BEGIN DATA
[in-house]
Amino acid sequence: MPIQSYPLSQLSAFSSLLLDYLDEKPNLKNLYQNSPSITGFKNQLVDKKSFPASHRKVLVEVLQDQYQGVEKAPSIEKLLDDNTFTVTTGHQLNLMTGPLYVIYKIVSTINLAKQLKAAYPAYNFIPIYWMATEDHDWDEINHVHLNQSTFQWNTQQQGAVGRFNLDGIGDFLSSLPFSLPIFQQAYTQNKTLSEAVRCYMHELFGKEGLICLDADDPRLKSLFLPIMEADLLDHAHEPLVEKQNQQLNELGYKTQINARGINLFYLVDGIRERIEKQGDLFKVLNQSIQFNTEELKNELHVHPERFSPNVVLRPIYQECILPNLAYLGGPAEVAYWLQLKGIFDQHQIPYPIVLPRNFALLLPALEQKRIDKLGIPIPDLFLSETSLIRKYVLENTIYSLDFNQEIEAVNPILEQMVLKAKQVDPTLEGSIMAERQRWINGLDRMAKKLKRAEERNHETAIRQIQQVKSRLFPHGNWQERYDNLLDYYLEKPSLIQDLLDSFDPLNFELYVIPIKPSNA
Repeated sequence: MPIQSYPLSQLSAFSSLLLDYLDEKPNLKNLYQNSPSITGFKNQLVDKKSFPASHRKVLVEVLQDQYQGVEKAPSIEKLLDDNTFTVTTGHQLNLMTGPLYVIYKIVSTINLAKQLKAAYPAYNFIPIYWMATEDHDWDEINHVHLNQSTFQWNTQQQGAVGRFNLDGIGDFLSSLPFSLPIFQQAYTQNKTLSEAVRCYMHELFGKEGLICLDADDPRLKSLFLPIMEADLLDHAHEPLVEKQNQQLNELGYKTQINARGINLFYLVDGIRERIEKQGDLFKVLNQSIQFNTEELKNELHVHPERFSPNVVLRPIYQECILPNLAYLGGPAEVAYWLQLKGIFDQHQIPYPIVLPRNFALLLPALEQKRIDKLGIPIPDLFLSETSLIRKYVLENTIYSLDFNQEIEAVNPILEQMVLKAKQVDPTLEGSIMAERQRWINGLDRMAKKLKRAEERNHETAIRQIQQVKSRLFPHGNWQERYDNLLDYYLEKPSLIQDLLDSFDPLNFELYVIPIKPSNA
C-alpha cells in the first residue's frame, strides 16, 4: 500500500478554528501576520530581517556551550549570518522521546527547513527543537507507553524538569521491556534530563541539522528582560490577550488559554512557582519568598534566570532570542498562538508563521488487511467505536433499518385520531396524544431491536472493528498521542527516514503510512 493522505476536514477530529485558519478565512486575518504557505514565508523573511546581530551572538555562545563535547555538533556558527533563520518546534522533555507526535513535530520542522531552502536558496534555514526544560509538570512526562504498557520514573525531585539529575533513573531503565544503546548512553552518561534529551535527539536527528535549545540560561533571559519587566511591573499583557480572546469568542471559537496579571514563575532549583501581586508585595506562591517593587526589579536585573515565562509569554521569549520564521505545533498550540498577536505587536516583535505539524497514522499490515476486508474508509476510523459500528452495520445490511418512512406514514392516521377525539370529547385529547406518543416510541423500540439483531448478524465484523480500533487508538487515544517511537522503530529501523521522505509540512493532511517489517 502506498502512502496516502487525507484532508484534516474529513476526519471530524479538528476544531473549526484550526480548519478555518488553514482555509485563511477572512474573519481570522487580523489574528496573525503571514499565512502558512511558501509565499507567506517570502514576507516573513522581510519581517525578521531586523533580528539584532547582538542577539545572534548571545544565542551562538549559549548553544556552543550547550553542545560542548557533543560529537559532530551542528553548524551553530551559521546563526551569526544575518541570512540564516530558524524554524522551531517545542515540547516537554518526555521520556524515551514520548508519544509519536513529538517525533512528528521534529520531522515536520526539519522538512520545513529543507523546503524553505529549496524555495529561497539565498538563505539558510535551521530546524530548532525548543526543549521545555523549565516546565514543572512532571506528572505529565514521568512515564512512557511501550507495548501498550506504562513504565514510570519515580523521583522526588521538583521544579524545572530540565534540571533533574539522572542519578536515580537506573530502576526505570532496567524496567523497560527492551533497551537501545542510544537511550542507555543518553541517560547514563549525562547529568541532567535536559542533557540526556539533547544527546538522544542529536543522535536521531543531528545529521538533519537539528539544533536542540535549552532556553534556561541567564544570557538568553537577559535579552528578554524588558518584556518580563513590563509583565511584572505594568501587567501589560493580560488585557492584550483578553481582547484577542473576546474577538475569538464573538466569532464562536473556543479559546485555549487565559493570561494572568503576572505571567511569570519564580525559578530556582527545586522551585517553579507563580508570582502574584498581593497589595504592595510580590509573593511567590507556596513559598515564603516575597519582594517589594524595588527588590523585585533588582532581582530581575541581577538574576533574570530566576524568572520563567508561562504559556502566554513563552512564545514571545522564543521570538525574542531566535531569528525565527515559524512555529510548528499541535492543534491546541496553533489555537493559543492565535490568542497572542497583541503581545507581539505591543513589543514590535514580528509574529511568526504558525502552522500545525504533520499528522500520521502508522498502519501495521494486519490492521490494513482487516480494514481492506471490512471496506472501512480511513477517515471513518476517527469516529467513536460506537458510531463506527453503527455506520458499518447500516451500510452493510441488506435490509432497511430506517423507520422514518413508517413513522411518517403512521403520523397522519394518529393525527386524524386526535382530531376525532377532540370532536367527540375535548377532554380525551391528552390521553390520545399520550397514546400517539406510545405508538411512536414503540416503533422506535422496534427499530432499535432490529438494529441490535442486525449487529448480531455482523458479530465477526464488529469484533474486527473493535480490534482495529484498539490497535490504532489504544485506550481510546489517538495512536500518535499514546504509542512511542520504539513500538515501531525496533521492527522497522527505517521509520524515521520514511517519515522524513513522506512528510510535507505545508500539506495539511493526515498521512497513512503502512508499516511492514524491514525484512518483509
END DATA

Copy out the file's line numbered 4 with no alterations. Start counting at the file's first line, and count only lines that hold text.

C-alpha cells in the first residue's frame, strides 16, 4: 500500500478554528501576520530581517556551550549570518522521546527547513527543537507507553524538569521491556534530563541539522528582560490577550488559554512557582519568598534566570532570542498562538508563521488487511467505536433499518385520531396524544431491536472493528498521542527516514503510512 493522505476536514477530529485558519478565512486575518504557505514565508523573511546581530551572538555562545563535547555538533556558527533563520518546534522533555507526535513535530520542522531552502536558496534555514526544560509538570512526562504498557520514573525531585539529575533513573531503565544503546548512553552518561534529551535527539536527528535549545540560561533571559519587566511591573499583557480572546469568542471559537496579571514563575532549583501581586508585595506562591517593587526589579536585573515565562509569554521569549520564521505545533498550540498577536505587536516583535505539524497514522499490515476486508474508509476510523459500528452495520445490511418512512406514514392516521377525539370529547385529547406518543416510541423500540439483531448478524465484523480500533487508538487515544517511537522503530529501523521522505509540512493532511517489517 502506498502512502496516502487525507484532508484534516474529513476526519471530524479538528476544531473549526484550526480548519478555518488553514482555509485563511477572512474573519481570522487580523489574528496573525503571514499565512502558512511558501509565499507567506517570502514576507516573513522581510519581517525578521531586523533580528539584532547582538542577539545572534548571545544565542551562538549559549548553544556552543550547550553542545560542548557533543560529537559532530551542528553548524551553530551559521546563526551569526544575518541570512540564516530558524524554524522551531517545542515540547516537554518526555521520556524515551514520548508519544509519536513529538517525533512528528521534529520531522515536520526539519522538512520545513529543507523546503524553505529549496524555495529561497539565498538563505539558510535551521530546524530548532525548543526543549521545555523549565516546565514543572512532571506528572505529565514521568512515564512512557511501550507495548501498550506504562513504565514510570519515580523521583522526588521538583521544579524545572530540565534540571533533574539522572542519578536515580537506573530502576526505570532496567524496567523497560527492551533497551537501545542510544537511550542507555543518553541517560547514563549525562547529568541532567535536559542533557540526556539533547544527546538522544542529536543522535536521531543531528545529521538533519537539528539544533536542540535549552532556553534556561541567564544570557538568553537577559535579552528578554524588558518584556518580563513590563509583565511584572505594568501587567501589560493580560488585557492584550483578553481582547484577542473576546474577538475569538464573538466569532464562536473556543479559546485555549487565559493570561494572568503576572505571567511569570519564580525559578530556582527545586522551585517553579507563580508570582502574584498581593497589595504592595510580590509573593511567590507556596513559598515564603516575597519582594517589594524595588527588590523585585533588582532581582530581575541581577538574576533574570530566576524568572520563567508561562504559556502566554513563552512564545514571545522564543521570538525574542531566535531569528525565527515559524512555529510548528499541535492543534491546541496553533489555537493559543492565535490568542497572542497583541503581545507581539505591543513589543514590535514580528509574529511568526504558525502552522500545525504533520499528522500520521502508522498502519501495521494486519490492521490494513482487516480494514481492506471490512471496506472501512480511513477517515471513518476517527469516529467513536460506537458510531463506527453503527455506520458499518447500516451500510452493510441488506435490509432497511430506517423507520422514518413508517413513522411518517403512521403520523397522519394518529393525527386524524386526535382530531376525532377532540370532536367527540375535548377532554380525551391528552390521553390520545399520550397514546400517539406510545405508538411512536414503540416503533422506535422496534427499530432499535432490529438494529441490535442486525449487529448480531455482523458479530465477526464488529469484533474486527473493535480490534482495529484498539490497535490504532489504544485506550481510546489517538495512536500518535499514546504509542512511542520504539513500538515501531525496533521492527522497522527505517521509520524515521520514511517519515522524513513522506512528510510535507505545508500539506495539511493526515498521512497513512503502512508499516511492514524491514525484512518483509